Christmas Pastoral Letter 2008

Dear brothers and sisters in Christ

If it is to conform to the policy to rescue the market in spending more then I should have encouraged the faithful to be liberal in emptying their purse, to buy expensive Christmas gifts, to enjoy a sumptuous Christmas dinner with the family. But what I am going to say for this Christmas is very different from that policy. I feel that what Christmas reveals to us is poverty and frugality.

I do not oppose your buying expensive gifts, having a sumptuous dinner this year, but on this anniversary day, when we remember Christ born in a manger, let us reflect: What is the root problem of the present financial tsunami? Is it not because of over-consumption, of greed for easy money, of irresponsible financial management, of government official refusing to be answerable to the people and renouncing to control the financial market?

Over-consumption: Many people spend money before they earn it and their expenses are over their income.

Greed for easy money: It is difficult to tell the difference between investment and gambling. Ordinary citizens put their savings to buy shares. Of course high return will involve high risk.

The financial management is no longer to support the real economy. The unscrupulous manipulators fabricate “poisonous product”. The government complies with the businessmen. The market is approaching a extremely laissez-faire capitalism. The financial bubble will burst sooner of later. Suddenly we discover that prosperity is an illusion. People lost confidence. Everyone tries to save himself and the financial system collapsed.

In this situation the very rich can hold their devalued titles and wait for another chance to make money. But the real economy is damaged. The medium and small enterprises are out of business. Ordinary people lost their jobs. They cannot pay for the home mortgage and even not able to feed their families.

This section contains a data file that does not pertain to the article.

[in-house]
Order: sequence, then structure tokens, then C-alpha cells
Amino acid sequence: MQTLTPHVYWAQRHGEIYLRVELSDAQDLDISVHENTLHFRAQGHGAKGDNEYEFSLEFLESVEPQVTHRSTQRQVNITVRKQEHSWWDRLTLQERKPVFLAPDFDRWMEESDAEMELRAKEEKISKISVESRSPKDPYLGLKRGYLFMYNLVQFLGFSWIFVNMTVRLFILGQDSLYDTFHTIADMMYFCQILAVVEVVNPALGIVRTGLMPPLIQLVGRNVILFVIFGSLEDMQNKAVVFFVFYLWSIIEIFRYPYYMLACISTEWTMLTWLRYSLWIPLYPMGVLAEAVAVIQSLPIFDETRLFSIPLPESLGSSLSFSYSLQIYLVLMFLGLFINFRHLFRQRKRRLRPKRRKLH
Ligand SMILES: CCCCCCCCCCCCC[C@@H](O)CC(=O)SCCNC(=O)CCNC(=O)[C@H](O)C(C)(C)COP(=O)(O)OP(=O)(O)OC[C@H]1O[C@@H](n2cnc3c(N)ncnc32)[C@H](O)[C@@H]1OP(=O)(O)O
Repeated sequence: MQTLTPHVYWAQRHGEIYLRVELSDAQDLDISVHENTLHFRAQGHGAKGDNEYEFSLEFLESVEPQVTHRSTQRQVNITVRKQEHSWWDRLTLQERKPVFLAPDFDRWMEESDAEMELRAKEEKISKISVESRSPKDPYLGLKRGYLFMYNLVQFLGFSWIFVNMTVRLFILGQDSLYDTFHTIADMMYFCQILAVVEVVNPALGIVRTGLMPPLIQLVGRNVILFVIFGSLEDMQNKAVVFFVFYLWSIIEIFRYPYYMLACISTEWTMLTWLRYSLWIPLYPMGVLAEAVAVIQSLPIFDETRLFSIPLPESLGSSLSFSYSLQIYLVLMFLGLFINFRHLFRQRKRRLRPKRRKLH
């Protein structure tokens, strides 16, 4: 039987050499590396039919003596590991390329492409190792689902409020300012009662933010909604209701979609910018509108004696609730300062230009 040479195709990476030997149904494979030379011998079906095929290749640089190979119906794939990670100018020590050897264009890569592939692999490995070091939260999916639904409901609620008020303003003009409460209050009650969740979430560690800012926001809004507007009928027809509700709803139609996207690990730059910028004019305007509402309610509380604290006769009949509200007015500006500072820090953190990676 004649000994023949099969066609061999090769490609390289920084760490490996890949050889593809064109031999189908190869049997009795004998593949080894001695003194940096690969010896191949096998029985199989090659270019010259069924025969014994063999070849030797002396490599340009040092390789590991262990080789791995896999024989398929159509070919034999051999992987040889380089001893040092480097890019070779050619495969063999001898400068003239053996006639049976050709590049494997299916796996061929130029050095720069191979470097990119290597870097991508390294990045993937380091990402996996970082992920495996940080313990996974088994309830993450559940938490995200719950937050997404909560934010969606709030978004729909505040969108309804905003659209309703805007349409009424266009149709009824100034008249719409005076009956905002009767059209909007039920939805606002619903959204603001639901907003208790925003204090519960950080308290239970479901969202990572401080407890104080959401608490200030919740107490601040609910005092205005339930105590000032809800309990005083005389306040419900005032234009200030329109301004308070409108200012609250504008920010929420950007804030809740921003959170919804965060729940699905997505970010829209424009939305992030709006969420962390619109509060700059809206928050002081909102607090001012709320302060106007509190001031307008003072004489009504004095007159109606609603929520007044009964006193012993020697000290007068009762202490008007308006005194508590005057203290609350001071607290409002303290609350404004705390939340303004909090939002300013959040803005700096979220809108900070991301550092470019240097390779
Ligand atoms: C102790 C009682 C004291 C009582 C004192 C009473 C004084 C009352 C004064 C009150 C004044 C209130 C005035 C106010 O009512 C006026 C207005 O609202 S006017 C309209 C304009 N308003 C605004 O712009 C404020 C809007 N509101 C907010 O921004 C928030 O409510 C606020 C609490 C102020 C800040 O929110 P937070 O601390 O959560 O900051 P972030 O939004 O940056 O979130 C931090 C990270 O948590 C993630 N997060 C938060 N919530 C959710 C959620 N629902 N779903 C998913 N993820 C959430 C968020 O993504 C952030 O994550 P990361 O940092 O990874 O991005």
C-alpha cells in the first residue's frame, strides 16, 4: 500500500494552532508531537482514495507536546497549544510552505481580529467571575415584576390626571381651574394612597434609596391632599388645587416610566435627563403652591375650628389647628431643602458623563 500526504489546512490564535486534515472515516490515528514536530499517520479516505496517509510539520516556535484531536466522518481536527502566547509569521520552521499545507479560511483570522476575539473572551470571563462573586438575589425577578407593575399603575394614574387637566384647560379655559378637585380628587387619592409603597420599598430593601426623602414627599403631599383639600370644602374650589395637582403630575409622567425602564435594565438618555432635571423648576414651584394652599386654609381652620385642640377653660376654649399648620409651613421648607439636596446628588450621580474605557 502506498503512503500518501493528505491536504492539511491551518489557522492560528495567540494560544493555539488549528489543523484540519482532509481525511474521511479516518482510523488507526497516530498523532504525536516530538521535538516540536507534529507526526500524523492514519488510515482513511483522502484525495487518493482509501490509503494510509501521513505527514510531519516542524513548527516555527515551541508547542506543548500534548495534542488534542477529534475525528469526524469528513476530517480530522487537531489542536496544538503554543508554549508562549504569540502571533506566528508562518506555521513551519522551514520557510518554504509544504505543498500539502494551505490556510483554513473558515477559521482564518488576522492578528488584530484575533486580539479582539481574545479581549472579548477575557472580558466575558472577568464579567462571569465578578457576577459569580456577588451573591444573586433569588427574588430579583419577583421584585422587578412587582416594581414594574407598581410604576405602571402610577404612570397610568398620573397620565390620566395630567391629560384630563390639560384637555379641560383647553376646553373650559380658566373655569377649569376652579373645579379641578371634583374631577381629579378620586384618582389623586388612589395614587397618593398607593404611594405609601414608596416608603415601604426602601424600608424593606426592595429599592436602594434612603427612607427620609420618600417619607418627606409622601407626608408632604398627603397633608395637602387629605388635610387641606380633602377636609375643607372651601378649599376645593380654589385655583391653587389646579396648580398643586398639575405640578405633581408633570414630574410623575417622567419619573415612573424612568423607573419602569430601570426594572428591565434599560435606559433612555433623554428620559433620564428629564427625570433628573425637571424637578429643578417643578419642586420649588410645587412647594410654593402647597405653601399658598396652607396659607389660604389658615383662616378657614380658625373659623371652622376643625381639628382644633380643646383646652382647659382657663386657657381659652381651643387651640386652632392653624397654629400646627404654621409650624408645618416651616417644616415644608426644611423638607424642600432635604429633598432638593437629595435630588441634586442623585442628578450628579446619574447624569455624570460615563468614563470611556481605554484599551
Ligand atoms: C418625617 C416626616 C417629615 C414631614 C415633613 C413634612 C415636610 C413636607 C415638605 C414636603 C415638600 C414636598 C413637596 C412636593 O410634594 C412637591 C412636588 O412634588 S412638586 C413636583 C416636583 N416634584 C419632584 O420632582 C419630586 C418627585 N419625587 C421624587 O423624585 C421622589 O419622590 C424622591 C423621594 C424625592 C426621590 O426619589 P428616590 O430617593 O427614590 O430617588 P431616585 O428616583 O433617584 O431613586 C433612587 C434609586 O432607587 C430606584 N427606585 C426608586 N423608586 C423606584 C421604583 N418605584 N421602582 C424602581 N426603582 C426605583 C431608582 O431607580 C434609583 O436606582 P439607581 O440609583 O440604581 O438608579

The message of Christmas is poverty and frugality:

Christ encourages us to forget ourselves, to be concerned with the poor brothers and sisters around us, to let everyone have a warm and serene Christmas. But he also gives us a secret to escape poverty radically and permanently: It is the spirit of poverty, the virtue of frugality.

There was no place in the inn for Joseph and his wife who was near the time to give birth. Little Jesus was born in a manger but he still smiled to his mother. In his mother’s embrace he felt he has not left heaven. The tenderness and fidelity of Joseph gave little Jesus a sense of security stronger than the protection of thousands of royal guards. Warmth and affection are the greatest wealth.

St. Paul in the letter to his beloved disciple Titus said, “For the grace of God has appeared for the salvation of all men, training us to renounce irreligion and worldly desires and to live temperately, justly, and devoutly in this age.” (Tit 2:11-12)

Man is more precious than wealth, The Saviour was born for everyone, for me, for you and for the least of our brethren.

Rejoice! Rejoice!

Cardinal Joseph Zen


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